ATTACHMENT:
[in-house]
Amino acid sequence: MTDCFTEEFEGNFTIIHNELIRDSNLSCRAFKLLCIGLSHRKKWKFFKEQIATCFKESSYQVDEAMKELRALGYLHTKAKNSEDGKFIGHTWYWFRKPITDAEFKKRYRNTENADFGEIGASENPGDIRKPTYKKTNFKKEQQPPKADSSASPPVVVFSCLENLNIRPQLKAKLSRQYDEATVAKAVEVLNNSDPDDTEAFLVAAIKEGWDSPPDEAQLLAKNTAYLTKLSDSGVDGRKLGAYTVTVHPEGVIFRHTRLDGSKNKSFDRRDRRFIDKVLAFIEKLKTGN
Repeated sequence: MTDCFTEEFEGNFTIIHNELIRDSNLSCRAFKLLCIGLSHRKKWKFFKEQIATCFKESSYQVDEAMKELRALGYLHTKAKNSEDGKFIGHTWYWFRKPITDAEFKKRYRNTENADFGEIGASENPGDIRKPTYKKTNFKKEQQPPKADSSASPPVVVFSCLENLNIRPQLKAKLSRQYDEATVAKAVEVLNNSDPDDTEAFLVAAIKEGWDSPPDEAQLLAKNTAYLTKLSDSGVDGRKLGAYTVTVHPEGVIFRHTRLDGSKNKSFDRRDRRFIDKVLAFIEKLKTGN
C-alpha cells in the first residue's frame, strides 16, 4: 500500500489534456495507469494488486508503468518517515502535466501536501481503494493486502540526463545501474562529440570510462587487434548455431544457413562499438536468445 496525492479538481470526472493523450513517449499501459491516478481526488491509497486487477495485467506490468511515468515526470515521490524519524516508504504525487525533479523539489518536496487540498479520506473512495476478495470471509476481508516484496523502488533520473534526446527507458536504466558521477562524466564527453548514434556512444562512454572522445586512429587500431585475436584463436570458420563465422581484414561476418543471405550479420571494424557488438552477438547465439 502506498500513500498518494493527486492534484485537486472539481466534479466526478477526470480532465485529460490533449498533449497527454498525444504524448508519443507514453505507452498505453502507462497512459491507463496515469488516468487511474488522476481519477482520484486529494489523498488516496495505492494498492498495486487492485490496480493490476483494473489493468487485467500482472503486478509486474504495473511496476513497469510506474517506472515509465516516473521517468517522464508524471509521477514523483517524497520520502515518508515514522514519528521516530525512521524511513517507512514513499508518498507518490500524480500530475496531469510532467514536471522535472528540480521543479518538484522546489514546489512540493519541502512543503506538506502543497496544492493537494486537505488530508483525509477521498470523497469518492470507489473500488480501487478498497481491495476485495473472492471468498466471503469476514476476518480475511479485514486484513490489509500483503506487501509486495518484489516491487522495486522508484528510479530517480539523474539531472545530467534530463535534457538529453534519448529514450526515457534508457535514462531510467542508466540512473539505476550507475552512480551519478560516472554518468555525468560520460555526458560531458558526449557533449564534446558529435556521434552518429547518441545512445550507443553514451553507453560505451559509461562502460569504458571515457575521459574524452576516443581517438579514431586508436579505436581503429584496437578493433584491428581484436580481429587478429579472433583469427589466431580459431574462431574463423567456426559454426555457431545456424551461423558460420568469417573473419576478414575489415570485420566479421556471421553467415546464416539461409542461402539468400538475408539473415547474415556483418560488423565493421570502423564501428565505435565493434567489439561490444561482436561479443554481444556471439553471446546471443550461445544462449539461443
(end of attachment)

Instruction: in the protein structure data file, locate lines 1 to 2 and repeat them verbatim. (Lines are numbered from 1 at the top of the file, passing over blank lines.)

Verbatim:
[in-house]
Amino acid sequence: MTDCFTEEFEGNFTIIHNELIRDSNLSCRAFKLLCIGLSHRKKWKFFKEQIATCFKESSYQVDEAMKELRALGYLHTKAKNSEDGKFIGHTWYWFRKPITDAEFKKRYRNTENADFGEIGASENPGDIRKPTYKKTNFKKEQQPPKADSSASPPVVVFSCLENLNIRPQLKAKLSRQYDEATVAKAVEVLNNSDPDDTEAFLVAAIKEGWDSPPDEAQLLAKNTAYLTKLSDSGVDGRKLGAYTVTVHPEGVIFRHTRLDGSKNKSFDRRDRRFIDKVLAFIEKLKTGN